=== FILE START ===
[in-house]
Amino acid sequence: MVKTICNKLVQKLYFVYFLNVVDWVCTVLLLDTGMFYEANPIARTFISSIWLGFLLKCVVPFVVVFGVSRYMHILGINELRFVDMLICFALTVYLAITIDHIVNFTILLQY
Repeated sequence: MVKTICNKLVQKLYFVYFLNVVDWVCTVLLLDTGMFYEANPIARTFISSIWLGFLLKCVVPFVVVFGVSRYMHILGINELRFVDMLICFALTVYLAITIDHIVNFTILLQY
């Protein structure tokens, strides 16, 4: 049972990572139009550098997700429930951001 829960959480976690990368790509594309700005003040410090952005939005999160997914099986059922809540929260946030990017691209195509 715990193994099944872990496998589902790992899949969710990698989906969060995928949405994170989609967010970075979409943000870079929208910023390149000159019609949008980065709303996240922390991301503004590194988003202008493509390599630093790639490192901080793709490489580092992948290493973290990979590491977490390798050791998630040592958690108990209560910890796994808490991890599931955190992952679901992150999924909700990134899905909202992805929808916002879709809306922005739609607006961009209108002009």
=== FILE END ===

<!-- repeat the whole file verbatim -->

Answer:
[in-house]
Amino acid sequence: MVKTICNKLVQKLYFVYFLNVVDWVCTVLLLDTGMFYEANPIARTFISSIWLGFLLKCVVPFVVVFGVSRYMHILGINELRFVDMLICFALTVYLAITIDHIVNFTILLQY
Repeated sequence: MVKTICNKLVQKLYFVYFLNVVDWVCTVLLLDTGMFYEANPIARTFISSIWLGFLLKCVVPFVVVFGVSRYMHILGINELRFVDMLICFALTVYLAITIDHIVNFTILLQY
């Protein structure tokens, strides 16, 4: 049972990572139009550098997700429930951001 829960959480976690990368790509594309700005003040410090952005939005999160997914099986059922809540929260946030990017691209195509 715990193994099944872990496998589902790992899949969710990698989906969060995928949405994170989609967010970075979409943000870079929208910023390149000159019609949008980065709303996240922390991301503004590194988003202008493509390599630093790639490192901080793709490489580092992948290493973290990979590491977490390798050791998630040592958690108990209560910890796994808490991890599931955190992952679901992150999924909700990134899905909202992805929808916002879709809306922005739609607006961009209108002009």